A Principal Component Analysis was used to derive latent trends in the 12 indicators available by decade in Italy since 1861. The PCA extracted two components with cumulated variance higher than 88%. Component 1 (explaining 76% of total variance) identifies a gradient associated to changes in the demographic structure (DEN, ELD, SEX) and in human settlements (SET) together with forest expansion (Figure 2, left) and the higher proportion of land under environmental protection (all variables positively correlated with Component 1). The percentage of workers in the primary sector (AGR) and dependency index (DEP) correlated negatively with the component complementing the picture. Component 1 definitely identifies a gradient indicating the most relevant structural changes occurring with homogeneous and continuous trends along the investigated time interval (Figure 2, right). Component 2 (explaining 13% of the total variance) was associated to variables showing a non-linear, heterogeneous pattern (Figure 2, left) with a turning point between 1951 and 1971.

Population growth rate (GRO), per capita forest land (FOP), the percentage of workers in the secondary sector (IND) as well as the participation rate to the job market (PAP) are the variables most associated with this component. Hierarchical clustering was finally used to assess similarity patterns among years with the final aim to verify the supposed 1936 turning point in the forest-socioeconomic system in Italy. Dendrograms reported in Figure 3(a) classified years and variables in two homogeneous groups using a 70% similarity threshold. Years

Figure 2. Principal components analysis results (left: component loadings, right: component scores).


Figure 3. Non-hierarchical cluster analysis (Euclidean distances, Ward’s agglomeration rule) evaluating similarity in among the investigated years (a) and variables (b) in Italy.

between 1861 and 1936 clustered together with sub-clusters formed by 1861-1881 and 1901-1936 years. Years between 1951 and 2011 clustered together with sub-clusters formed by 1951-1981 and 1991-2011 years. This classification, together with the results derived from the analysis above described candidates the time interval between 1936 and 1951 as the most probable turning point in the forest-socioeconomic system in Italy. By adopting a 80% similarity threshold, the indicators used to describe the system over time were separated in two homogeneous groups (Figure 3(b)). Interestingly, forest expansion clustered together with variables indicating continuous changes with a linear trend (SET, ELD, PAR, IND, DEN and SEX) while per-capita forest land was associated to variables (GRO, DEP, AGR and PAP) showing a more complex pattern over time with contrasting trends before and after the identified turning point.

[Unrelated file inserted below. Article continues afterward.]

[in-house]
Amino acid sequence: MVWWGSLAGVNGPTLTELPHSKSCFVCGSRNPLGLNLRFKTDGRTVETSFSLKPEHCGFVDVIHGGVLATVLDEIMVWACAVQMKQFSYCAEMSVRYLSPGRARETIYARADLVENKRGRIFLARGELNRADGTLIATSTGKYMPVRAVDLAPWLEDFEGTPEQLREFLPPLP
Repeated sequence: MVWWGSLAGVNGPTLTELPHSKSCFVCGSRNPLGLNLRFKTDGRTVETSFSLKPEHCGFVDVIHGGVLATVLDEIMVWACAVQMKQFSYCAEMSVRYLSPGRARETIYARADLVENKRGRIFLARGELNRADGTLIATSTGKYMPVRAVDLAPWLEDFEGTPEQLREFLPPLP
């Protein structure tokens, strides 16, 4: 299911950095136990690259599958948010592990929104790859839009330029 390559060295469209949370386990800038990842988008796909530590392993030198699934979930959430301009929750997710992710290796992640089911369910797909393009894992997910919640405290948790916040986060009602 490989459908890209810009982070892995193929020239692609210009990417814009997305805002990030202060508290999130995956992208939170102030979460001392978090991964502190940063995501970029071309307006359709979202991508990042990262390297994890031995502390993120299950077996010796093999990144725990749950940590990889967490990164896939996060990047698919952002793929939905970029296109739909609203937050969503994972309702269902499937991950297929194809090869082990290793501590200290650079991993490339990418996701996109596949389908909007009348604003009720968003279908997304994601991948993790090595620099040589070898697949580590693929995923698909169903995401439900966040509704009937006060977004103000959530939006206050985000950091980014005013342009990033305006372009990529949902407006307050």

4. Discussion and Conclusions

Previous studies have pointed out that the FTT is an effective tool in the analysis of the impact that changes in selected socio-economic aspects of society have, or have had, on the forests and the natural environment at large. The decrease in forest area has been mainly associated with the processes related to the industrialization of society, their increased requirements in terms of rural and industrial areas and urbanization (Meyfroidt and Lambin [25] ). In this regard, while globally the total forest system is still at the stage of “net forest area loss”, with a global forest loss (2.3 million square kilometers) greater than forest gain (0.8 million square kilometers) between 2000 and 2012 (Hansen et al. [26] ), highly variable patterns, processes and causes of change in forest cover were observed at the national scale. In particular, the most developed countries show turning points towards the recovery of forest land and this is possibly due to increased awareness in the adoption of sustainable development and to the achievement of socio-economic thresholds beyond which these models are no longer viable (Bray and Klepis [23] ; Rudel et al. [24] ; Klooster [21] ).

The present study confirms the interpretative framework of the FTT by illustrating the intimate relationship between the historical trends (1861-2011) in the socio-economic structure in Italy and the long-term forest expansion. This approach allowed evaluating how changes in the socio-economic context have influenced Forest Transition (FT) at the country scale. The exploratory data analysis framework identifies the 1936-1951 time window as the most probable turning point in the forest-socioeconomic system in Italy indicating also two groups of variables according to the diverging (linear vs. non-linear) observed time trends.

The temporal linkage between the increase in protected areas with FT in Italy indicates awareness of environmental concerns and, at the same time, the reduced pressure on forest ecosystems due to social change related to the depopulation of entire areas, the decline of the agriculture, a rationalization of the industrial structure and a shift towards the service sector and tourism. These changes positively influence the FT in Italy which is strongly based on the processes of natural expansion of forests in inland areas (Mancino et al. [16] ), which add to the increase of protected areas—mainly woodlands—ensuring a much improved outlook in terms of growth, stability and quality of forest stands.


The financial support of “Sapienza” University of Rome (“Desert” project) and Corpo Forestale dello Stato is kindly acknowledged.